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Voiland College of Engineering and Architecture Faculty and Staff

Strategic Plan, 2015-2020

Areas of preeminence

The academic and scholarly reputation of VCEA is heavily dependent on the college’s distinctive and interdisciplinary areas of excellence. WSU has similarly identified several areas of excellence that include (but are not limited to) global animal health, clean technology, and agriculture.

There are five areas of VCEA preeminence:

  • Electric power grid—This is a long-time area of preeminence, dating back to the days of the engineering research center and WSU’s involvement in the development of the hydroelectric dams on the Snake and Columbia rivers.
  • Chemical catalysis—Built upon a long history of expertise in fossil-fuel production, our chemical catalysis group is focused on the development of advanced catalysis and reaction engineering systems that enable the more effective use of existing fossil resources, mitigating the environmental impact of transportation fuels and removing carbon dioxide from the atmosphere, while also enabling a future that makes more effective use of materials that were previously considered waste.
  • Air quality research—The Laboratory for Atmospheric Research (LAR) is the oldest air pollution control group in the country. The LAR was an interdisciplinary research group long before interdisciplinary activities were recognized and encouraged. LAR has a history of major contributions including elucidating the role of vegetation in tropospheric ozone formation, development of emissions measurement methods and atmospheric organic compounds measurements, and predictive regional air quality modeling.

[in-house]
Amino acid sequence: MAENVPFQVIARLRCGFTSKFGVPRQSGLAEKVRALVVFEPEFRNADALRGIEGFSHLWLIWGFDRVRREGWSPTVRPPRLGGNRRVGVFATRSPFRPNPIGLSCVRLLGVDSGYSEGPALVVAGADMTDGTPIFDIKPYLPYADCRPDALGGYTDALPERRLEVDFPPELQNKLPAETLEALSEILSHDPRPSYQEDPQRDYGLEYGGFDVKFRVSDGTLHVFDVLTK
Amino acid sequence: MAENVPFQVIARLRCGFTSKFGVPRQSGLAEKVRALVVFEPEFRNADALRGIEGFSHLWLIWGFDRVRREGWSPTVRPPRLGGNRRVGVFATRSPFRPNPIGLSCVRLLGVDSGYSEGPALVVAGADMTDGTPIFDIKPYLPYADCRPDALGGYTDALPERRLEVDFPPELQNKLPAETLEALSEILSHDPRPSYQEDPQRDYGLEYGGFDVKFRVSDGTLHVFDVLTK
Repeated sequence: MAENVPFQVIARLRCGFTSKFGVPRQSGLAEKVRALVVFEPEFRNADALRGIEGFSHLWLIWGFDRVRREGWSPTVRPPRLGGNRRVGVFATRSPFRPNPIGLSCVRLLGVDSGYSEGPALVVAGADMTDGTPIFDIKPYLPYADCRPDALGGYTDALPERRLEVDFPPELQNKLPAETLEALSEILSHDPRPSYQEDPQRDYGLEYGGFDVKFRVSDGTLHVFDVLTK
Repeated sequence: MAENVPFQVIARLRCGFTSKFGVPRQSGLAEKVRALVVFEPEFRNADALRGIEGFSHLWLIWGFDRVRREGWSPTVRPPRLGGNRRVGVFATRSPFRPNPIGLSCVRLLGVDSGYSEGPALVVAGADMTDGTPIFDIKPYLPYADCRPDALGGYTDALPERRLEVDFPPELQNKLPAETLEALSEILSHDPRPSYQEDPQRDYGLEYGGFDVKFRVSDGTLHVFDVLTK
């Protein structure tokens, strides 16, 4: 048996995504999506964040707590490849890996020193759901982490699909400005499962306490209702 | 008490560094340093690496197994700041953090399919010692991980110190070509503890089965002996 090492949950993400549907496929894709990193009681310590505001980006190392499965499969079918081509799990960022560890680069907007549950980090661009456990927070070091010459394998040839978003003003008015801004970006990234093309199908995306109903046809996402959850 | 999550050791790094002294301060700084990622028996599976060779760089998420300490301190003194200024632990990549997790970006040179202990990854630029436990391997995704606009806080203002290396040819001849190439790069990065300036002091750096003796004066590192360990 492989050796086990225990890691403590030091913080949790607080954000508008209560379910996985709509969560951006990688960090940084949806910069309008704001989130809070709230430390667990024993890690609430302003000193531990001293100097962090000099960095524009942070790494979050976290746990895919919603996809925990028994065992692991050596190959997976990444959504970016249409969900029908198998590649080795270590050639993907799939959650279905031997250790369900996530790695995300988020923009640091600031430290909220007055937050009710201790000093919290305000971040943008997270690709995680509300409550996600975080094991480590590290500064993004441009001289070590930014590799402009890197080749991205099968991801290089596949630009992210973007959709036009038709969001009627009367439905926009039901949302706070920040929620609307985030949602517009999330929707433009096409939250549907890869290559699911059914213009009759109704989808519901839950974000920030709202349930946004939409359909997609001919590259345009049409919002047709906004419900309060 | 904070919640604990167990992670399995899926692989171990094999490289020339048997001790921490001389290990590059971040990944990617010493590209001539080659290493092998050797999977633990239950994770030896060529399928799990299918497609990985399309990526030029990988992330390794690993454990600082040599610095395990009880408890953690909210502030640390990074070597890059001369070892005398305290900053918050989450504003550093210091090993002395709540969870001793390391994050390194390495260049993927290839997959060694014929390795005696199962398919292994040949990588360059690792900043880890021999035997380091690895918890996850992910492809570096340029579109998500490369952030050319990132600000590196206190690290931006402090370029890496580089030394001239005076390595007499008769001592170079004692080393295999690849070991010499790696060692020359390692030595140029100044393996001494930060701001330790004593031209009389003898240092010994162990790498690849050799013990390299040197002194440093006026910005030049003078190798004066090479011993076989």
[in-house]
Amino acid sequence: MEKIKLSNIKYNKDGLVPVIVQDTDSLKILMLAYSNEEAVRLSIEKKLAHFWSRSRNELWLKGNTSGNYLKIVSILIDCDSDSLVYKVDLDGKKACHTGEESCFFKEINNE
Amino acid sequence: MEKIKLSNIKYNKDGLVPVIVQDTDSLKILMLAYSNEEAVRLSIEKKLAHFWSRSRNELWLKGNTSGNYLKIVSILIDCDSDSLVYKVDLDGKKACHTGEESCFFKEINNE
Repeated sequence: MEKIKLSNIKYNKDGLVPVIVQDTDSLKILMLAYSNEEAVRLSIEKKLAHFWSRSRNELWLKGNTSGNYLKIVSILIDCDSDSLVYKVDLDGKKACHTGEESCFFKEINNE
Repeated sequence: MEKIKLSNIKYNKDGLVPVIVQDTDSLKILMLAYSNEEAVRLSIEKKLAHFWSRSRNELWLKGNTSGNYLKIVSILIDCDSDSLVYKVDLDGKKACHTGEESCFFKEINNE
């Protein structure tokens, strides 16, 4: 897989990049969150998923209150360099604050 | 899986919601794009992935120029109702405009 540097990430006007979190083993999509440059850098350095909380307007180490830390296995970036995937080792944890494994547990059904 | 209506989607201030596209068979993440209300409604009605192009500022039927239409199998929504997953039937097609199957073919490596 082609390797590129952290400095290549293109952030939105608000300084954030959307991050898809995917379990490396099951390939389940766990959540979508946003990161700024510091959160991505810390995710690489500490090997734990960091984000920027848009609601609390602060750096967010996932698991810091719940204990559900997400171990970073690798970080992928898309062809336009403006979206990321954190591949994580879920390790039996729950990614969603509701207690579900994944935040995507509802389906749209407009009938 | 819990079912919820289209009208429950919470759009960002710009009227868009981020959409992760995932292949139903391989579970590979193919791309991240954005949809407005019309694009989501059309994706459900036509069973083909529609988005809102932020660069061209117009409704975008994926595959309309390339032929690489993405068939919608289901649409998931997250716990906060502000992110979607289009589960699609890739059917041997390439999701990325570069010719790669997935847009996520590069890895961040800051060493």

• Materials science and engineering—In the early days of materials science and engineering at WSU, research was focused on metallurgical materials and wood-based materials. Currently, group members are still strong in metals and wood composites, but are also noted for contributions in computational materials and solid mechanics, composite structures, advanced manufacturing techniques, biomaterials, crystal growth, and anti-matter applications, among others.
  • Engineering for health—Our research is increasing fundamental understanding about biomaterials, molecular and cellular biological processes, biomechanics, behavior of pathogenic bacteria, and the spread of disease – research that will lead to improvements in health and the quality of life for millions of Americans. Researchers are also developing health-assistive smart environments to make our lives as pain free as possible.

There are also four additional emerging or desired areas of VCEA preeminence. Wherever possible, it is necessary to take advantage of the expertise and interests of other campuses, colleges, and departments from around the university. Fortunately, such opportunities will likely exist as the vice president for research determines strategic research priorities for Washington State University.

  • Water resources—We will build upon interdisciplinary collaborations and link VCEA faculty with faculty from across the university in the Laboratory for Atmospheric Research; State of Washington Water Research Center; Center for Environmental Research, Education and Outreach; Center for Sustaining Agriculture and Natural Resources; and Puyallup Extension Center. This emerging opportunity leverages our current activities that include the BioEarth Regional Earth System Modeling program, the Watershed Integrated Systems Dynamic Modeling program (WISDM), and the Nitrogen Systems and Policy-oriented Integrated Research and Education program (NSPIRE).